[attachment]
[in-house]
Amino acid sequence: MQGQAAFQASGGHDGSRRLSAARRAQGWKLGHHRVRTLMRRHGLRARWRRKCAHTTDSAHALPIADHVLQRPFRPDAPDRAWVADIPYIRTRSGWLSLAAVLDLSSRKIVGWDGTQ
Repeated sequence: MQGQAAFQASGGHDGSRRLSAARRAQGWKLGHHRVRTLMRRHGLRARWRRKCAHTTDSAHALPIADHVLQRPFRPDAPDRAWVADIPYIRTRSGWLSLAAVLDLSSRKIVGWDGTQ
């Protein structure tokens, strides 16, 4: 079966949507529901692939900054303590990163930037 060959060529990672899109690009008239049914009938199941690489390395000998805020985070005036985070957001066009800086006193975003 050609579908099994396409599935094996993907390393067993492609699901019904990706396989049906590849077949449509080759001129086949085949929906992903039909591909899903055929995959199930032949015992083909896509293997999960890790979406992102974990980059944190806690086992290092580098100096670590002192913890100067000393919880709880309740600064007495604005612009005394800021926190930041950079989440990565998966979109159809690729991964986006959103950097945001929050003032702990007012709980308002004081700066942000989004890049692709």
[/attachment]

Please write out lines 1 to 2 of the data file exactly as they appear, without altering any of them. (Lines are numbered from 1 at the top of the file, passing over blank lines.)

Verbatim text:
[in-house]
Amino acid sequence: MQGQAAFQASGGHDGSRRLSAARRAQGWKLGHHRVRTLMRRHGLRARWRRKCAHTTDSAHALPIADHVLQRPFRPDAPDRAWVADIPYIRTRSGWLSLAAVLDLSSRKIVGWDGTQ